abortion before. roe v wade. and so with that information that have been perpetuated through time, we have seen those live carried for which he, in fact even came out after the transition from being an abortion doctor to being pro life. he even came out and said that was not true. it was made up statistics, but we still hear those made up statistics perpetuated. and so i just want to say that we need to be careful there. you make sure that we're sharing factual back up a little information and also things such as miscarriage, care, a topic, pregnancy, tara, and a lot of information about their and concern out there. that treatment for these very real conditions is not going to be possible. now the reality is that in texas, every abortion law has medical emergency exceptions, covers a topic pregnancy covers anything that could potentially take or heavily impact the life of the mother. and then miss carriage care is not abortion care when
a body naturally carries a baby that care that help the mother's body expel all of the fragments of that pregnancy as not considered abortion. and the medications that are available to help with that are still available to help with that. and so we feel a lot of fear. we see a lot of misinformation what i want to tell women, especially when they know that we have a back story to help you not say that this is miss really on the to any effort under the existence or rosie we have been able to actually ask and talked to people who are having abortions about their experiences about what's happening because those people were protected because they did not fear that if a, if they told the truth about what was happening,
they will go to jail. that is the reality of estimate then for america, not so this is about, this is as i say, movies while, while we're talking about this, this polarization which is crippling a debate in the united states of america about how to move forward. i have different angles to cover here. let me go to ruth. people talk a lot about roe vs wade by the forget that are the same time there were there were there's a tradition of century old laws criminalizing abortion at state levels. and they were widely considered as dormant, and people are pretty much concerned that these laws cook now, i guess the backdrop of this last a recent decision could be triggered once again. what does it mean for the you, for, for, for the issue of abortion. yeah you're, you're absolutely right. m, as an example in one state, wisconsin, there was a law on the books from 1849 that was triggered by the supreme court case on friday
. and now abortion is mostly illegal in the state of wisconsin because of this 170 year old law. that was in that state that the legislature failed to get rid of after roe v wade. so it is very, very important that state legislatures be vigilant, especially in states where there are trying to protect the right of people to access reproductive health care in abortion, and making sure that they put in pro active laws like we did here in vermont to protect that right to vital health care. and i do want to say that there were, there were many women who died from illegal abortions prior to roe v wade. and that is not not a lie. that is true. and that will happen again because when, when people are desperate,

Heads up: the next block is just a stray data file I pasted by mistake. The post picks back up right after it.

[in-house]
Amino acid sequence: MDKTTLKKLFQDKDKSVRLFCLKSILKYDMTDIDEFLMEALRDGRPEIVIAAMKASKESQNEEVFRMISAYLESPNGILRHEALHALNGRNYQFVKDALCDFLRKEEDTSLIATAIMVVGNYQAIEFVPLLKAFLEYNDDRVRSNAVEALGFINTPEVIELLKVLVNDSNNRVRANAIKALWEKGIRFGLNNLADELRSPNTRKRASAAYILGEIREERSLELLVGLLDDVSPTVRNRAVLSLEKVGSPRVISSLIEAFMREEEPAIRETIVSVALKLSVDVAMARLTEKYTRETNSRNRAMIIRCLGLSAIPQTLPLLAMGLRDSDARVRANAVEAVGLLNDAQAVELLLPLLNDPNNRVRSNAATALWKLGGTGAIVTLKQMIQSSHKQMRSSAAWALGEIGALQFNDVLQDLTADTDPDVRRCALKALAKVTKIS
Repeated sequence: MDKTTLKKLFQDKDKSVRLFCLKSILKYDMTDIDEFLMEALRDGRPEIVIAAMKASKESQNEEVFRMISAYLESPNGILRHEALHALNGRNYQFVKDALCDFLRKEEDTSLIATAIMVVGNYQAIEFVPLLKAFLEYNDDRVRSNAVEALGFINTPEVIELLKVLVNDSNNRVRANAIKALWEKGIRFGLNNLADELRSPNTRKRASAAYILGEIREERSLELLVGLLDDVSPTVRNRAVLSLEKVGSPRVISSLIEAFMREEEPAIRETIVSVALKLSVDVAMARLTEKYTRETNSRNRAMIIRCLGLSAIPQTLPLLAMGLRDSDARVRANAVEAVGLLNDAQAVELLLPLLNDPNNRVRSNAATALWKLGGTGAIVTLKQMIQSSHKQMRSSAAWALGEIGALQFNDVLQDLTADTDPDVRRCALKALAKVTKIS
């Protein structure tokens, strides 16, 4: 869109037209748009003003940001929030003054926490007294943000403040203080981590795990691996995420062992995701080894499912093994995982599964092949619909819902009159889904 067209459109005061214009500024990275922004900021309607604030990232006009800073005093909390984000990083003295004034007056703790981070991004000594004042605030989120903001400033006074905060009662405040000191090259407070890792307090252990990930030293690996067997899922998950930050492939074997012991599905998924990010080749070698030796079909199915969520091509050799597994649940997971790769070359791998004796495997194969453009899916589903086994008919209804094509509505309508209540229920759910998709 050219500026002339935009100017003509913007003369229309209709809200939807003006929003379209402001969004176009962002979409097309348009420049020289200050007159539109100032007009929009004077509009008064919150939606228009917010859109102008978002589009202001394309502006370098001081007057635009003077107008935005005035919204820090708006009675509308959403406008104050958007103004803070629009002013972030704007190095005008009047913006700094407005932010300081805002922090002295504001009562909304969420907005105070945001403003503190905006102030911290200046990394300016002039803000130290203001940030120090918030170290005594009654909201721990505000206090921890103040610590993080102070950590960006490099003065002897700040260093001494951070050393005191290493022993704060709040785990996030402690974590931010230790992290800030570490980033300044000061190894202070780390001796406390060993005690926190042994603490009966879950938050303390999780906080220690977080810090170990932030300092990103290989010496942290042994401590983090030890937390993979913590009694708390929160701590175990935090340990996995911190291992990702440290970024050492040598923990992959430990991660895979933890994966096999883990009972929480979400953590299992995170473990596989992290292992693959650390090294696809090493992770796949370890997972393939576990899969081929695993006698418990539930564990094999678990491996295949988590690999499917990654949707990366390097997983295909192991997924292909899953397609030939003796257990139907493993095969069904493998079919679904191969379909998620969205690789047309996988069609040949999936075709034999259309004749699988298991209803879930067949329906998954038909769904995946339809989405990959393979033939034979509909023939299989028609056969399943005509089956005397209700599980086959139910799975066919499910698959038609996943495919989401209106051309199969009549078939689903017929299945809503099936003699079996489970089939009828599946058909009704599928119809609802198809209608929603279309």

they take desperate measures and we need to make sure that they have vital access to health care. and also there are, there are some, there is testimony from medical providers themselves, from doctors in texas and other states talking about the fear that they have for providing health care. in the case of necessity, necessary abortions in the case of miscarriages. that is true. health care providers themselves are afraid of providing this health care in these states, jill, it's going to be just a matter of days before the trigger laws come into effect. though, do you think that pro abortion activists will have to wait for the pendulum to swing left before this reality changes once again. so what i have known and what i've always known as an organizer,
as someone who has always tried to be on the right side of history, right? is that whether or not the political pendulum, wherever it swings communities, especially marginalized communities, the people who are most impacted by discriminatory rulings like this one have always remain grounded in solidarity with each other and being willing to do what it takes to make sure that our people are so are safe to make sure that people who want abortions and people who want to be able to make decisions about their own bodies in their own lives are unable to do so. and so there is no waiting. we cannot wait. if we wait for actually a, this week, a couple weeks. so we, we just celebrated right emancipation and the ending of chattel slavery with the johnson holiday, which is a federal holiday. now, we have the holiday because even with the centuries of slavery that was happening